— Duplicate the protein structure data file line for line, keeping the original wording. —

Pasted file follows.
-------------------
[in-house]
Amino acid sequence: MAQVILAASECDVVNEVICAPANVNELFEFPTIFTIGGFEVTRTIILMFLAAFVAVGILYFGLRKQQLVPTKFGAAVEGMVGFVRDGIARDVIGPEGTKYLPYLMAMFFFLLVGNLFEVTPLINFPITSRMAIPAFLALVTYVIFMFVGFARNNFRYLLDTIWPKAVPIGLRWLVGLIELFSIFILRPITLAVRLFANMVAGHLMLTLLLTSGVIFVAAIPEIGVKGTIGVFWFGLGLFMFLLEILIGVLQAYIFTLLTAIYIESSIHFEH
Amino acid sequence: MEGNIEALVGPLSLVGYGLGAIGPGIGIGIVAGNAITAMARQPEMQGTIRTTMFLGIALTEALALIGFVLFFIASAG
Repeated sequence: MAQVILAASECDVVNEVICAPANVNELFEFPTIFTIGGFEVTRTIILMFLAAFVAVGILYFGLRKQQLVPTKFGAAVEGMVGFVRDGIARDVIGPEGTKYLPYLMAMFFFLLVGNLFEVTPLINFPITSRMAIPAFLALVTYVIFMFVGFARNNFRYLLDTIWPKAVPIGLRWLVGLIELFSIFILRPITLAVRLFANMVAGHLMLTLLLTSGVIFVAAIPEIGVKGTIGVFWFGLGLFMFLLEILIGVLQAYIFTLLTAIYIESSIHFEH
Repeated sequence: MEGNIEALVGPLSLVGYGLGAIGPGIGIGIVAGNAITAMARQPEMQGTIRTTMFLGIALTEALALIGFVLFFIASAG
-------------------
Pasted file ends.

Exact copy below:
[in-house]
Amino acid sequence: MAQVILAASECDVVNEVICAPANVNELFEFPTIFTIGGFEVTRTIILMFLAAFVAVGILYFGLRKQQLVPTKFGAAVEGMVGFVRDGIARDVIGPEGTKYLPYLMAMFFFLLVGNLFEVTPLINFPITSRMAIPAFLALVTYVIFMFVGFARNNFRYLLDTIWPKAVPIGLRWLVGLIELFSIFILRPITLAVRLFANMVAGHLMLTLLLTSGVIFVAAIPEIGVKGTIGVFWFGLGLFMFLLEILIGVLQAYIFTLLTAIYIESSIHFEH
Amino acid sequence: MEGNIEALVGPLSLVGYGLGAIGPGIGIGIVAGNAITAMARQPEMQGTIRTTMFLGIALTEALALIGFVLFFIASAG
Repeated sequence: MAQVILAASECDVVNEVICAPANVNELFEFPTIFTIGGFEVTRTIILMFLAAFVAVGILYFGLRKQQLVPTKFGAAVEGMVGFVRDGIARDVIGPEGTKYLPYLMAMFFFLLVGNLFEVTPLINFPITSRMAIPAFLALVTYVIFMFVGFARNNFRYLLDTIWPKAVPIGLRWLVGLIELFSIFILRPITLAVRLFANMVAGHLMLTLLLTSGVIFVAAIPEIGVKGTIGVFWFGLGLFMFLLEILIGVLQAYIFTLLTAIYIESSIHFEH
Repeated sequence: MEGNIEALVGPLSLVGYGLGAIGPGIGIGIVAGNAITAMARQPEMQGTIRTTMFLGIALTEALALIGFVLFFIASAG